Thursday, December 22, 2011

22 Weeks

‘tis 3 days before Christmas, and I can hardly contain, my joy and excitement to celebrate this day…so many great blessings and things through the year, so much to be thankful for, many reasons to cheer…2 days full of family and good food await, many gifts will be opened, we’ll give many thanks...but the greatest gift of all won’t be found under a tree, it’s wrapped tightly inside my growing belly...4 months from this day, our baby is due, our wonderful little miracle, we can’t wait to meet you!
We had an ultrasound on the 14th at 21 weeks, and everything with our little munchkin is looking great! As far as we can tell, it is a normal and healthy baby! We found out the sex, but decided not to reveal it to everyone. There has to be some surprises! :) I need to be better at updating this blog, so maybe I will make that my New Year's Resolution!

Wednesday, December 7, 2011

Half Baked



How your baby's growing:

Your baby weighs about 10 1/2 ounces now. He's also around 6 1/2 inches long from head to bottom and about 10 inches from head to heel — the length of a banana. (For the first 20 weeks, when a baby's legs are curled up against his torso and hard to measure, measurements are taken from the top of his head to his bottom — the "crown to rump" measurement. After 20 weeks, he's measured from head to toe.)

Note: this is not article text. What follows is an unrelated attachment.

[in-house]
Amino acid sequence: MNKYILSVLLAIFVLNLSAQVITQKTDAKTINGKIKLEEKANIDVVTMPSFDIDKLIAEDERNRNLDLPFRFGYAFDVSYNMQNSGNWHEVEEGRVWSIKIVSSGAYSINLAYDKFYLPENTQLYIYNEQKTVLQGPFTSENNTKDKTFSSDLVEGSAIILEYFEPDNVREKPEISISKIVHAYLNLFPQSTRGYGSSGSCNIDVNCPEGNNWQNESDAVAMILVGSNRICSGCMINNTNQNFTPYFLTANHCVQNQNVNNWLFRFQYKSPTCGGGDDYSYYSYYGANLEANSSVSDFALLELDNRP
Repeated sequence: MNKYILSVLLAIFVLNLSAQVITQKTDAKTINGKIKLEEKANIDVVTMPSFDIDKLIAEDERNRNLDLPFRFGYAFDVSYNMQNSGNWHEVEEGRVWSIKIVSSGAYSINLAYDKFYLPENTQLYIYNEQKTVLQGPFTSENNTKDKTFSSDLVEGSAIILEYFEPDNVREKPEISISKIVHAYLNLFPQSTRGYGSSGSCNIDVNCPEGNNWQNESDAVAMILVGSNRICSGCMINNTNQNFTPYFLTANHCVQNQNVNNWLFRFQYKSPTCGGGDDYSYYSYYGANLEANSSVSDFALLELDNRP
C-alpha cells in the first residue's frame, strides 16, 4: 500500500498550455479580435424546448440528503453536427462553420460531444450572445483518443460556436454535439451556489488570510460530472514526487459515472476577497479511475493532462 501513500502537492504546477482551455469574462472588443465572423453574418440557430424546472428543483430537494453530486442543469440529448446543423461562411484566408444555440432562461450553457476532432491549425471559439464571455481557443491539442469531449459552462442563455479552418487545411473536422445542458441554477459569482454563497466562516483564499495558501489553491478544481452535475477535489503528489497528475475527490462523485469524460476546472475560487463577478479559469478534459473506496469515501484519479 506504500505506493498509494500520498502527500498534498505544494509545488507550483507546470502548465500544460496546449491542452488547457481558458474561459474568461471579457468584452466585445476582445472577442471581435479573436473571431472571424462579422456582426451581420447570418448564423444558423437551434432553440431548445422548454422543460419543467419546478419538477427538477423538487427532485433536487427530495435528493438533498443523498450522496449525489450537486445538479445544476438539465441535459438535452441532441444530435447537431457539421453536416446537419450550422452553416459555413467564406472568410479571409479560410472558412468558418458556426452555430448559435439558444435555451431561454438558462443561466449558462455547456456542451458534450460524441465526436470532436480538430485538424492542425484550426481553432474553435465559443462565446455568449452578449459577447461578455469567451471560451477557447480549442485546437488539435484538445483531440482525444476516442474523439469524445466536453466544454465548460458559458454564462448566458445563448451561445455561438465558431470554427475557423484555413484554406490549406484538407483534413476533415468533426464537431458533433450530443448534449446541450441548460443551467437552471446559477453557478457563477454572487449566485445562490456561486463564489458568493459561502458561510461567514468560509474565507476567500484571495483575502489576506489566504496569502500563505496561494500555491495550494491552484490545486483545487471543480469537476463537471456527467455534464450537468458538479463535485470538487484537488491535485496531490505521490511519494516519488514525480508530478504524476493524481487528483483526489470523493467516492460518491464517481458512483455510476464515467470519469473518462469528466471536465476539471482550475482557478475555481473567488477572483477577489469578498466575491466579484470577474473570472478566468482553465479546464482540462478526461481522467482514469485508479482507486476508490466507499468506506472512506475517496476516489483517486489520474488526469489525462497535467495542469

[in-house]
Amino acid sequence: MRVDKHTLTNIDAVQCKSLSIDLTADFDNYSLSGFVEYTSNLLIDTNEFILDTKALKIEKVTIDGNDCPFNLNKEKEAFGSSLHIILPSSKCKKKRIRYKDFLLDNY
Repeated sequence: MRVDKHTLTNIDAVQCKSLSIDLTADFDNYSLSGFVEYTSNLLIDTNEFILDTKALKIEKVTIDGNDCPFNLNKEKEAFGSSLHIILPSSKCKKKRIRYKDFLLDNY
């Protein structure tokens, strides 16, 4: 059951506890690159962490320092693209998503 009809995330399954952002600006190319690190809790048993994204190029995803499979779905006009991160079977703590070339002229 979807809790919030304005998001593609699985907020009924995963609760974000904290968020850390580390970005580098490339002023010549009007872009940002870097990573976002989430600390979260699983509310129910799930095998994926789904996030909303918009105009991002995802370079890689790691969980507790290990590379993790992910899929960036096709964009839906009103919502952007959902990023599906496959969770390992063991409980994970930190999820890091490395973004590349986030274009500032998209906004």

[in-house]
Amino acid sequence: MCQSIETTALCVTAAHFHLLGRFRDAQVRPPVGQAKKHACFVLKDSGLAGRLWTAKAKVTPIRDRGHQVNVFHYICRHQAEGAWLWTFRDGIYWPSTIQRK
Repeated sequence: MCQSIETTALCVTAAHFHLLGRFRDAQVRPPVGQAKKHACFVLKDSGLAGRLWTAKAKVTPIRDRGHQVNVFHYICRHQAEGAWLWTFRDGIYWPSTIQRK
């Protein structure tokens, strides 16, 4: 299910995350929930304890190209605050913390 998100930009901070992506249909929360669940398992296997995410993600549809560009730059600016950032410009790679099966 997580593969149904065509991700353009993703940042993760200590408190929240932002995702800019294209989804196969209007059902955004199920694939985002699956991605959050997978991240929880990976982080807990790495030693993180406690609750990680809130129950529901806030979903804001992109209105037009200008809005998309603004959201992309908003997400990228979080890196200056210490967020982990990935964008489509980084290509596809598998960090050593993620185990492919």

He's swallowing more these days, which is good practice for his digestive system. He's also producing meconium, a black, sticky by-product of digestion. This gooey substance will accumulate in his bowels, and you'll see it in his first soiled diaper (some babies pass meconium in the womb or during delivery).

How your life's changing:

Congratulations! You've hit the halfway mark in your pregnancy. The top of your uterus is about level with your belly button, and you've likely gained around 10 pounds. Expect to gain another pound or so each week from now on. (If you started your pregnancy underweight, you may need to gain a bit more; if you were overweight, perhaps a bit less.) Make sure you're getting enough iron, a mineral that's used primarily to make hemoglobin (the part of your red blood cells that carries oxygen).

If you haven't already signed up for a childbirth education class, you may want to look into one, especially if you're a first-timer. A structured class will help prepare you and your partner for the rigors of labor and delivery. Most hospitals and birth centers offer classes, either as weekly meetings or as a single intensive, one-day session. Many communities have independent instructors as well. Ask your friends, family members, or caregiver for recommendations.